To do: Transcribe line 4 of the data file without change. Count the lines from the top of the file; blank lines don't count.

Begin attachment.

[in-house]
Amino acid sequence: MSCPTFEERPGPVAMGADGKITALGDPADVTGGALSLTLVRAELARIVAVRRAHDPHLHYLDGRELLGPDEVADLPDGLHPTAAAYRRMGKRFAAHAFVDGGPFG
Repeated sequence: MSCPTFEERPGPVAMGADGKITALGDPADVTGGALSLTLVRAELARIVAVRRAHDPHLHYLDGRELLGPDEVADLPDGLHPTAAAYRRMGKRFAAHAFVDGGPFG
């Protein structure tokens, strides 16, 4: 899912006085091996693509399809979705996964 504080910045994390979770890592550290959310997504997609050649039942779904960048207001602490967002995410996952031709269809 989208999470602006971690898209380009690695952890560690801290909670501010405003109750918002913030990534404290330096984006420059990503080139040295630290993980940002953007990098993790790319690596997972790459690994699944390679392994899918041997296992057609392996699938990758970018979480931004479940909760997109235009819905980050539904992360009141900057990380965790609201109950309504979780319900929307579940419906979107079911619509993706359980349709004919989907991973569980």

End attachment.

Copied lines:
């Protein structure tokens, strides 16, 4: 899912006085091996693509399809979705996964 504080910045994390979770890592550290959310997504997609050649039942779904960048207001602490967002995410996952031709269809 989208999470602006971690898209380009690695952890560690801290909670501010405003109750918002913030990534404290330096984006420059990503080139040295630290993980940002953007990098993790790319690596997972790459690994699944390679392994899918041997296992057609392996699938990758970018979480931004479940909760997109235009819905980050539904992360009141900057990380965790609201109950309504979780319900929307579940419906979107079911619509993706359980349709004919989907991973569980």